Khartoum has sharply rejected the international arrest warrant against President Omar Hassan al-Bashir issued by the International Criminal Court (ICC) over his alleged involvement in war crimes and crimes against humanity in the restive Darfur region. The Sudanese government described the move as a western conspiracy after it decided to expel 10 foreign organizations, two local, and dissolved two others after accusing them of collaborating with the International Criminal Court (ICC).
Wednesday's arrest warrant is the first to be issued against a sitting head of state by the Hague-based court, which stopped short of including a count of genocide over a conflict that U.N. officials say has killed as many as 300,000 people. The allegations stem from violence carried out in Darfur between 2003 and 2008. President Bashir is accused of instructing his forces to destroy three non-Arab ethnic groups in Darfur with the intention of genocide, leaving millions displaced from their homes in addition to the large death toll. Senior vice president of the International Crisis Group Mark Schneider tells reporter Peter Clottey that the international community clearly needs to back the warrant after Khartoum rejected the indictment.
"The ICC indictment for atrocity crimes in Darfur follows a long investigation that clearly demonstrates to the court his responsibility. And as a result of the indictment, obviously for the victims of the Darfuri massacres, this provides a clear statement of the crimes that they suffered, and there are grounds to believe that Bashir was personally responsible," Schneider pointed out.
He said there is need for the international community to demonstrate its backing of the arrest warrant against President Bashir.
"I think to some degree as a result of their rejection, the international community has to be even more clear about its own response in support of the court. And in that regard, I think one of the first things to do is for the international community to make clear its determination to take action if there is any kind of retaliation against the internally displaced persons inside Darfur, against humanitarian agencies - and that would be the worse possible result. Hopefully, the government of Khartoum does not do that," he said.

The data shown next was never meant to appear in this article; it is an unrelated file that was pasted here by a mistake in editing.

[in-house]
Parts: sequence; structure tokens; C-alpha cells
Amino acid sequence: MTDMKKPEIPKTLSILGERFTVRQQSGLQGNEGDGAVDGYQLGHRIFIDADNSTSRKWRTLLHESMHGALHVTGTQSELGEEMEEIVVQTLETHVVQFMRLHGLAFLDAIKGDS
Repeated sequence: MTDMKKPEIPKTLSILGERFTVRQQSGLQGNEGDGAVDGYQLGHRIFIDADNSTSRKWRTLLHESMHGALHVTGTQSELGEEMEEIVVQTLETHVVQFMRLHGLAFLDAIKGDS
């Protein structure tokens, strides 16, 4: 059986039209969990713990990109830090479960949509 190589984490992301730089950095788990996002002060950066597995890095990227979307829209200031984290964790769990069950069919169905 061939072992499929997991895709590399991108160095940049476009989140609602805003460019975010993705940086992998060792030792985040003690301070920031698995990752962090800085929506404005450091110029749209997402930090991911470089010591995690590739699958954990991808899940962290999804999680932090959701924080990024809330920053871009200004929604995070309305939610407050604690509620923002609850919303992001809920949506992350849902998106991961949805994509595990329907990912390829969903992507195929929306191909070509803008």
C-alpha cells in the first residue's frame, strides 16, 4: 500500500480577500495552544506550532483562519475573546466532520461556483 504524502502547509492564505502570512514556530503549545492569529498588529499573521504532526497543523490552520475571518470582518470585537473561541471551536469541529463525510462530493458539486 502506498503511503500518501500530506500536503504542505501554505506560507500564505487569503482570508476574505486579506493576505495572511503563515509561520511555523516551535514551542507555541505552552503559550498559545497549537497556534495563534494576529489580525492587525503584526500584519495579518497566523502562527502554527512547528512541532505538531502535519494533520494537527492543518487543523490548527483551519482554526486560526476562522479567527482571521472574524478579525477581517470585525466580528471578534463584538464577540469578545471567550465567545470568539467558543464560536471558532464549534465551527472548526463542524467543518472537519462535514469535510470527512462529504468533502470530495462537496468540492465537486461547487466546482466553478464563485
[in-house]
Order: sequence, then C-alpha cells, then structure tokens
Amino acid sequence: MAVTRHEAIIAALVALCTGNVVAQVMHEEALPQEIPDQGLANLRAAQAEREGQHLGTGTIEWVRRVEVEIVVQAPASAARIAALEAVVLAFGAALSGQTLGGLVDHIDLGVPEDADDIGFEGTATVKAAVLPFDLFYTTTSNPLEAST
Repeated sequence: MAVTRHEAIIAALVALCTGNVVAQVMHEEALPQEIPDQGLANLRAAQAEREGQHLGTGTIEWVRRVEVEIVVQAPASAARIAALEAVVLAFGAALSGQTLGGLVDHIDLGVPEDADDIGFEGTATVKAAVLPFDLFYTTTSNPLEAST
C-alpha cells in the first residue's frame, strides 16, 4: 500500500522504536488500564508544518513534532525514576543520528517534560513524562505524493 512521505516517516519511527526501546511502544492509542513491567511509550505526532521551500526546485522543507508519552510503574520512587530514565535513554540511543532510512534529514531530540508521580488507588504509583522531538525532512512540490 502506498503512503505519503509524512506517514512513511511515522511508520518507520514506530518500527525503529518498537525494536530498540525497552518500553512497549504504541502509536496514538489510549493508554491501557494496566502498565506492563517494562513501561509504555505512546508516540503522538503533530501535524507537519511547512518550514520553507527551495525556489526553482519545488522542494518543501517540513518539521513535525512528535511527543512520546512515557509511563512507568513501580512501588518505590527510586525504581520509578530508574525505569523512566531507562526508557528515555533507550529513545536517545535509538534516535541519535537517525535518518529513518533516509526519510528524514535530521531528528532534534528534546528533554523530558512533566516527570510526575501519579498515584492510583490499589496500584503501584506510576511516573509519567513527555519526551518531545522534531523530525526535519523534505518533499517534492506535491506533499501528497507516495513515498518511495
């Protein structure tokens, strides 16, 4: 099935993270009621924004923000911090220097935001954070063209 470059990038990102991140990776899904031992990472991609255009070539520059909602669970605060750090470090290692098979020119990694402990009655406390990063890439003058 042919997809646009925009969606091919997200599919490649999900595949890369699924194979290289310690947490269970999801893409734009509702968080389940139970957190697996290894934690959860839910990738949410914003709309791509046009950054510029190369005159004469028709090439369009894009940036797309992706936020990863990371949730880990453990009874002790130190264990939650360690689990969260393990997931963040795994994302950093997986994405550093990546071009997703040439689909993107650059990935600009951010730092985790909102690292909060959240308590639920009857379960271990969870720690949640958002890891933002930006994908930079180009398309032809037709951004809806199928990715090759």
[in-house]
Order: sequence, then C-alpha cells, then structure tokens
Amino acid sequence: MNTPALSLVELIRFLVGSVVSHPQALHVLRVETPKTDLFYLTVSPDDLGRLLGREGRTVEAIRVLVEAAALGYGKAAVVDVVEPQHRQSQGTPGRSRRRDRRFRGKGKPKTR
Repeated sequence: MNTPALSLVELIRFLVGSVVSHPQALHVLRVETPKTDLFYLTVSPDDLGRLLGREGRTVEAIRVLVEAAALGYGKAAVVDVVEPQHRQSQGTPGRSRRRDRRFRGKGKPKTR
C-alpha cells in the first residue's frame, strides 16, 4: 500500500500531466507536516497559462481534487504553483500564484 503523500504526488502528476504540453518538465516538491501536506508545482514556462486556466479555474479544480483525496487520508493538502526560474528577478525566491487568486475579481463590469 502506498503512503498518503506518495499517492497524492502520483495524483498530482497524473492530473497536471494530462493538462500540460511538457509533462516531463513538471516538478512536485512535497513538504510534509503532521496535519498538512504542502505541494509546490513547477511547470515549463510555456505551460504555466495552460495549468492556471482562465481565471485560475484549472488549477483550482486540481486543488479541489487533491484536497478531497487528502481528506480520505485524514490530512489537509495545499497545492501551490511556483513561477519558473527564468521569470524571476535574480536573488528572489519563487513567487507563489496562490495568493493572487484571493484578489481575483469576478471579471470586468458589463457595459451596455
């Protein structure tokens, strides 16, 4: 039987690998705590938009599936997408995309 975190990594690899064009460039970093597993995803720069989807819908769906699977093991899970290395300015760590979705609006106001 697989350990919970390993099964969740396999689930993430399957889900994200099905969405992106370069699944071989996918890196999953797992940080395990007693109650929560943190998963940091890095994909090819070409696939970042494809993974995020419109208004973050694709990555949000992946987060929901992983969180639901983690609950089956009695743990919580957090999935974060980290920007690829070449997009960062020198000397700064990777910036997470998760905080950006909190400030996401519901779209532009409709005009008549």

Schneider said Khartoum views the warrant in a different light, which culminated in Wednesdays' rejection.
"I think that is the view of
the government of Sudan, and it's not the view of the ICC really. The ICC
believes that it has full authority to review war crimes, crimes against
humanity, which are exactly what the indictment charged Wednesday," Schneider said. "Where did it
take place? In this case, Darfur. And one would hope in fact that the
government will take a step back and look for a way to establish a fully
credible, internationally credible system of judicial accountability and would
undertake their actions aimed at a peaceful settlement of the Darfur conflict.
At the same time, it still has responsibility of fully implementing the
Comprehensive Peace Agreement (CPA) with respect to the North-South conflict in
He is hopeful that executives of the ruling party would back the full implementation of the 2005 comprehensive peace accord, which effectively ended the war between the North and the South.
"One would hope that those within the NCP (National Congress Party) who have the ability to make decisions would understand that it's in their long-term interest to cooperate with the ICC and to fully implement the CPA and to fully seek to ensure the consolidation, if you will, of the North-South peace. That is the only way, truly, that the country would be able to move forward, and that you could have some lifting of sanctions in the future," he noted.
UN Secretary-General Ban Ki-Moon has urged Khartoum to cooperate with all U.N. entities and ensure their safety after the warrant was issued for Bashir's arrest. Earlier in the day, several thousand people waving pictures of Bashir turned out in a rally in Khartoum and denounced the court. Schneider says the protesters could have been organized by Khartoum.
"I think that there are two things: one is to what degree do observers believe that those demonstrations are spontaneous, and to what degree do they believe that they were organized and paid for and directed by the government agencies. I think the latter is essentially the case," Schneider pointed out.